Mainpage

Hamam The Turkish Bath

One of the truly unmissable experiences of a trip to Turkey is a visit to the hamam. Like the harem, this Roman and Byzantine tradition was adopted and then perfected by the Selcuk Turks, for whom the public bath took on an important role. It was not merely a place where believers could fulfill the Islamic precept of cleanliness. It was a place in which to mingle, socialize and gossip. Women would proceed from their harem to the hamam with great ceremony, accompanied by servants heavily-laden with delicacies to tide the ladies over the hours they would spend lounging in the steam. The young women used this opportunity to show off their ornately embroidered towels and ivory inlaid slippers, not to mention their youthful figures, while older women would spot potential wives for their sons. Men would discuss the latest court scandal or talk business and politics. Contrary to popular ideas, hamams have always been either permanently designated for one of the sexes, or have a separate schedule for men and women.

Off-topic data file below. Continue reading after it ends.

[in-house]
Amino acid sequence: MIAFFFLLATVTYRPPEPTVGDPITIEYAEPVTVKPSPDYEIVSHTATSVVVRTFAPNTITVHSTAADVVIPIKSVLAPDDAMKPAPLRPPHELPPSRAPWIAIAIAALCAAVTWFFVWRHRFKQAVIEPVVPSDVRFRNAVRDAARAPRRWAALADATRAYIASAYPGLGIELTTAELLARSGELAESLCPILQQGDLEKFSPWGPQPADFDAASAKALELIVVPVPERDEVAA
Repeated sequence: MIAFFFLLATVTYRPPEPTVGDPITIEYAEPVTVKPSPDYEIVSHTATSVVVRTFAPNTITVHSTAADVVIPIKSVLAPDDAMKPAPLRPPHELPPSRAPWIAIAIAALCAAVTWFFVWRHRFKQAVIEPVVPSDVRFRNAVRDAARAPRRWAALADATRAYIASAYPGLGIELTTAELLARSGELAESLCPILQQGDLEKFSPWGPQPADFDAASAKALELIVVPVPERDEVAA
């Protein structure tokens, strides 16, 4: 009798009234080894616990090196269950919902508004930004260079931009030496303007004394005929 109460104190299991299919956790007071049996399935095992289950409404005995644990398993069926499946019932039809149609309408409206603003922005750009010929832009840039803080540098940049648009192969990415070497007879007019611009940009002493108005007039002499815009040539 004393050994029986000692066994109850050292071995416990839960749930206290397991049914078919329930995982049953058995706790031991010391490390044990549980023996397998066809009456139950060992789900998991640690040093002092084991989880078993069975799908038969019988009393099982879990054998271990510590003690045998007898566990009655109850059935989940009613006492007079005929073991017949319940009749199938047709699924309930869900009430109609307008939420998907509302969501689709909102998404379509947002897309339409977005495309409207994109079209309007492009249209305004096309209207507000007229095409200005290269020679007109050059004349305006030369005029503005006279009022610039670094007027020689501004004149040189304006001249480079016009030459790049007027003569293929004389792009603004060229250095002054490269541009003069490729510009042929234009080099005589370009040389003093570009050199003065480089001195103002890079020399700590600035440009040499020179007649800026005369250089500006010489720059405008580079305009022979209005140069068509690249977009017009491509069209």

Nowadays, especially in touristy regions mixed hamams have come into fashion, but this is clearly the influence of a western easyness concerning sexuality which is not really sharde by the local majority.

Upon entering a hamam, you will find yourself in a dressing room, or camekan, which is surrounded by private cubicles where you dress. You should have - or rent in the hamam-  a cotton wrap, (turkish: pestemal), and a pair of slippers, (turkish: terlik).

Once you have removed all your clothing and wrapped the cotton cloth around you sarong style like a skirt, you are ready to go.

It is good advise to bring your own soap, towel or shampoo - some baths do offer them for rent or use, but mostly they are pretty expensive and may be not the high quality you expect.

Turkish bath or hamam

Turkish bath or hamam is relaxing

Turkish bath or hamam with a good massage

privacy in a Turkish bath or hamam